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Remarks at Reception for Donors to the Diplomatic Reception Rooms

Secretary Condoleezza Rice
Washington, DC
April 25, 2008

Thank you very much. Thank you, Marcee, for that wonderful introduction, and I am just delighted that Marcee has assumed the position of Director and Curator of the Diplomatic Reception Rooms as of December. Marcee, you are doing a wonderful job. We appreciate what you do and we really look forward to continuing to work with you.

I also want to thank the many curators and docents and tour guides that have come through tonight, because you help make these rooms come alive. Thank you very much for that. But of course, it is especially with great pleasure that I welcome all of you here this evening because of the loyal and generous support that many of you have given as donors so that we can use these rooms, these magnificent rooms, to further the cause of American diplomacy. And I am pleased to personally thank you for your gifts.

I want to welcome some of my colleagues. Especially, let me welcome our Attorney General --Michael Mukasey and his wife, I think, are here. I saw them come in. They’re here someplace. There they are. (Applause.) Let’s see, the Deputy Secretary John Negroponte and his wife Diana are here. (Applause.) And I know that Under Secretary Pat Kennedy is here, who of course is in charge of the A Bureau. So thank you, Pat, for being here.

The continued support of these rooms plays a vital role in our work at the Department of State. And in addition to hosting much of the daily work of American diplomacy, whether it is the swearing-in of ambassadors or of the classes of new Foreign Service officers, I wanted to tell you a little bit about some of the important events that I’ve been able to hold here just over this last year or so.

For instance, last December I was able to host a wonderful dinner here to honor the Kennedy Center honorees. You all watched the Kennedy Center Honors. I had the chance to be here in these rooms over the last several years with Smokey Robinson and with Itzhak Perlman, and it’s really a thrill to be able to have those great artists here and to indeed bestow the honors in this very room.

Early in March, I was honored to recognize eight extraordinary woman leaders who have struggled for social justice and to present them with the Secretary’s Women of Courage Awards. And earlier this month in this room, I hosted the Benjamin Franklin Awards for Public Diplomacy, which recognizes the contribution of individuals and other entities to the advancement of America’s highest ideals through public diplomacy. The Award reflects my strong belief that the solutions to the challenges of the 21st century have to come from all sectors of American society, working together to inspire others and to take our message abroad. Among others that we honored were Dave Brubeck, the great jazz pianist; the University of Southern California -- you know that I’m being ecumenical when I am willing to honor USC (laughter); Search for Common Ground and the Johnson & Johnson Company.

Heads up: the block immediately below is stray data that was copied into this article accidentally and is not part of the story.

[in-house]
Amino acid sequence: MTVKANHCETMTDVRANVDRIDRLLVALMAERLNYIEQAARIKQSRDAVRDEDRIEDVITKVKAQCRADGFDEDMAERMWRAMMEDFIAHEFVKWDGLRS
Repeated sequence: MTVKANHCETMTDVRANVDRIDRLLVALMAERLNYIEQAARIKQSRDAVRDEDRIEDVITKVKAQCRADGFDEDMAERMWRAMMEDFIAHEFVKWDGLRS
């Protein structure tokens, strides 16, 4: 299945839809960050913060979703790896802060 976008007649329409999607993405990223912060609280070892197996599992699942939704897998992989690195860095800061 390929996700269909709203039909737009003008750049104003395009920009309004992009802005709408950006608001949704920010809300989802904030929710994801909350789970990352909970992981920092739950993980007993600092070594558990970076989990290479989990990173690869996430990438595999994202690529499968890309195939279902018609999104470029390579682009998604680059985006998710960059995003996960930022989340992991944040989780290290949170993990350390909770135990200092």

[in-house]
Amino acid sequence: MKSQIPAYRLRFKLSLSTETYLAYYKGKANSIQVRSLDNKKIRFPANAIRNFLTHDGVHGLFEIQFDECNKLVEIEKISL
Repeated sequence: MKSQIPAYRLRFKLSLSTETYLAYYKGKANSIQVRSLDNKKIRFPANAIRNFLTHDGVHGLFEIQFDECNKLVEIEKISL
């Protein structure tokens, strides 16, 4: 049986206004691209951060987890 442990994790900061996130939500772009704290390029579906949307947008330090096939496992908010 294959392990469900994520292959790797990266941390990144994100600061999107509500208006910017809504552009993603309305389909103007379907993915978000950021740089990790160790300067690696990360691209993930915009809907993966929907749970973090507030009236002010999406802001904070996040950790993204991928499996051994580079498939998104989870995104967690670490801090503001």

But perhaps the event that will live through history that was recently hosted in this room, just where I greeted you, was the reception for the Annapolis peace conference last November. In that room, Israelis and Palestinians, Egyptians and Saudis, people from Europe, people from Asia, came together to affirm their common desire for peace. We then came here to this room for a wonderful dinner. And I have to say that sitting on one side of me was the Prime Minister of Israel and on the other side the President of the Palestinian Authority, Mahmoud Abbas. And as I sat between them and as they talked, and they talked about their hopes for peace, I can tell you that it was a wonderful thing to be in these beautiful rooms, but these rooms came alive with what we really are all about here at the Department of State and what America has always been about, and that is to try to lead from both power and principle, and to try to make the world a better place. And so thank you for making it possible to have that wonderful historic event right here in this room.

Tonight, we are celebrating a number of gifts to these wonderful rooms. As I arrived on the 8th floor, I hope you noticed the newly renovated elevators generously underwritten by the Fund for the Endowment of Diplomatic Reception Rooms. And I also want to thank the many donors who participated in the giving of the gift of a silver teapot made by Paul Revere that was recently presented in honor of our former Director, Gail Serfaty, who is here with us tonight. It’s very appropriate that such an elegant object commemorates Gail’s many years of dedicated service. Thank you, Gail, for your wonderful service. (Applause.)

We have also received funds for a Society of Cincinnati dinner plate once owned by George Washington and given in honor of Pat Heflin, who worked side-by-side with Gail and Clem Conger to build this collection. This plate commemorates the alliance between the French and American citizens who fought together in the great cause of freedom.

So, again, I want to thank all of you for the important role that you play in supporting these Diplomatic Reception Rooms. They are a unique national treasure that informs visitors of America’s great cultural heritage. Your gifts ensure that this collection will be protected and preserved, and that we will continue to do the great work of diplomacy, the spread of freedom and the spread of peace here in the nation’s capital. Thank you very much. (Applause.)


Released on May 2, 2008

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